Report by Elizabeth Trudeau (Carleton College)
Moderator: Dr. Yan Long
Dr. Francesca Tripodi
Dr. Gary Allen Fine
Dr. Jaron Harambam
On April 5th, 2022 the Culture Section of the American Sociological Association held an online event entitled “‘Fake News?’ Perspectives From Cultural Sociology” as part of its Culture in Contemporary Life (CCL) series. Yan Long (University of California Berkeley) moderated. Dr. Gary Alan Fine (Northwestern), Dr. Jaron Harambam (Vrije Universiteit Amsterdam) and Dr. Francesca Tripodi (University of North Carolina Chapel Hill) participated as panelists.
The panel focused on the challenges of understanding how information is produced
and received in modern technological contexts – particularly in an age of social media. Further, panelists discussed what cultural sociologists can contribute to the conversation surrounding fake news through both classic and contemporary theories and methods. You can watch the full panel on the CCL Youtube channel. Below is a summary of the discussion.
What is fake news and where does it come from?
The Panel started out discussing the term in question. Moderator. Yan Long posed the question: “what is fake news?”
All three panelists agreed that the phrase needs to be carefully separated from the socio-cultural study of information production and reception. Jaron Harambam noted that European scholars tend to not use the term in analysis because it is “easily weaponized.” Francesca Tripodi pointed out that the term itself is an example of how knowledge is created and used. She discussed how “fake news” in U.S. politics went from a term coined by journalists to describe false information to a slogan used by Trump supporters to refer to any “negative press.”
“The concept of ‘fake news’ is still very much a reality for some groups,” Tripodi acknowledged, but she maintained that for sociologists “the important question is not about the concept itself but about how people seek out information in today’s societies.”
All panelists also pointed to the changing technological and communications landscape as an important factor in how information is created and received across the current political and social landscape. Gary Fine pointed out how “institutional divisions” have greatly diminished as traditional newspapers and other media sources peter out while other less-institutionalized ones have “expanded enormously.”
Harambam said the internet has helped create a new complex media terrain in which information is both “democratized” and vastly more complex as it is no longer supervised by the “traditional gatekeepers” who in the past exercised control over what information was deemed legitimate and what was not.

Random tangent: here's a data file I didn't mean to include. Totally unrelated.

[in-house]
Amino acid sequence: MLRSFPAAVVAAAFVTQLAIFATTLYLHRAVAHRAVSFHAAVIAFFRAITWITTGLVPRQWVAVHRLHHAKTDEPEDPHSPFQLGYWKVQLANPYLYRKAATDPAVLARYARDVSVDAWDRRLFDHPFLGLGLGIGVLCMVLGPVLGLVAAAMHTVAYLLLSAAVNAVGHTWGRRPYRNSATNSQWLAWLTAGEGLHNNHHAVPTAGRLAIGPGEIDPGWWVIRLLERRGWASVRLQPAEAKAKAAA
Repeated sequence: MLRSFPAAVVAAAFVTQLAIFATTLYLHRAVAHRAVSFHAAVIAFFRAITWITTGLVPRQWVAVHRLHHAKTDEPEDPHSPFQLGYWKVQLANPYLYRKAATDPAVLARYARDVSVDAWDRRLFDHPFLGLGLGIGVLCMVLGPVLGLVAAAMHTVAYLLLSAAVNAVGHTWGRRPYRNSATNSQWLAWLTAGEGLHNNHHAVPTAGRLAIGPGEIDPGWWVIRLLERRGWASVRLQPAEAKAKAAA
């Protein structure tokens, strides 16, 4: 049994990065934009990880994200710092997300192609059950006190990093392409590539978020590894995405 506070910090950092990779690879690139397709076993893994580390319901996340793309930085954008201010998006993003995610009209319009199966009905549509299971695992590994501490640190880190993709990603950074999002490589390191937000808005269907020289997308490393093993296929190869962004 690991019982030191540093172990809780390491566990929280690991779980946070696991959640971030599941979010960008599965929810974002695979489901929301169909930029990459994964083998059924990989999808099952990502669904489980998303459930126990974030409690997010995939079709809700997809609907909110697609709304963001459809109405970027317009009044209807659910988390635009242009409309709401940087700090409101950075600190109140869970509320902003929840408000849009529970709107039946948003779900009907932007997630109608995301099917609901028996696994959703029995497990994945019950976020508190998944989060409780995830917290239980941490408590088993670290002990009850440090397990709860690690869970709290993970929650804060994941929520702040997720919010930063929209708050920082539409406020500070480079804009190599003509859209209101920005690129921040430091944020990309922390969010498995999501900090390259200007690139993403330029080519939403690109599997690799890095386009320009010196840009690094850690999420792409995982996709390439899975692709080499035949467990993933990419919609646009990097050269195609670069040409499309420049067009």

However, panelists were also quick to point out that while current technologies change the landscape and mediums through which information is spread, the phenomena of propaganda, false news, conspiracy theories, etc. are not new. They pointed to work by many classic theorists including DuBois, Halbwachs and Mannheim as important starting points for understanding information in both historical and contemporary contexts.
What Role Should Cultural Sociologists Play?
All panelists agreed that cultural sociologists have an important role to play in understanding “fake news” today. Fine argued that sociologists must focus on understanding how news is processed and received rather than whether it is legitimate. “Our challenge is to think as theorists rather than people who want to tell people what the empirical truth of the world is.”
Tripodi shared that in her experience she has had exciting success pairing her own qualitative and theoretical knowledge with the practical insight of data scientists: positing that such collaborations allow theorists to move beyond technical limitations and allow data scientists to ask deeper, more meaningful questions.
Harambam acknowledged that integrating cultural insights into understanding how people interact with social media can be complex, but he noted that this is an essential and often missing piece of the current media studies field, which is often dominated by psychological theorists as well as by data scientists. He suggested some real world consequences that can occur when these sociological questions are not taken into account. While it’s important to teach people how to parse facts, it is a misconception that “debunking” fake news will make it go away. He argued, “I think what all of us are trying to show is that the cultural warfare . . . and the social circles in which people are living in very much determine these questions of trust, of credibility, etc.”
The panel concluded by answering audience questions and reflecting on future research directions. They discussed the questions of how social media platforms should or should be held culpable for the spread of misinformation and the relationship between economic-political systems and “fake news.” For future research, in addition to collaborating with data scientists, they discussed the need to understand how/why people participate in the spread of false news as a tool of entertainment and/or community-building and to conduct cross-national comparisons.
Revisiting Cultural Methods to Address Racism
What theoretical perspectives can cultural sociology provide to address the current debates on race and racism? How to design research to unmask the systematicity of racism as well as the dynamics of creating change? In this online panel, four distinguished cultural sociologists will shed light on the pressing issues of race and racism in the academy and in the news.
Ellen Berrey (University of Toronto)
Marcus A. Hunter (University of California, Los Angeles)
Mario L. Small (Harvard University)
Derron Wallace (Brandeis University)
Yan Long (University of California, Berkeley)
Jan 27th, 2-3 pm ET
For questions or comments, please contact Yan Long (email@example.com)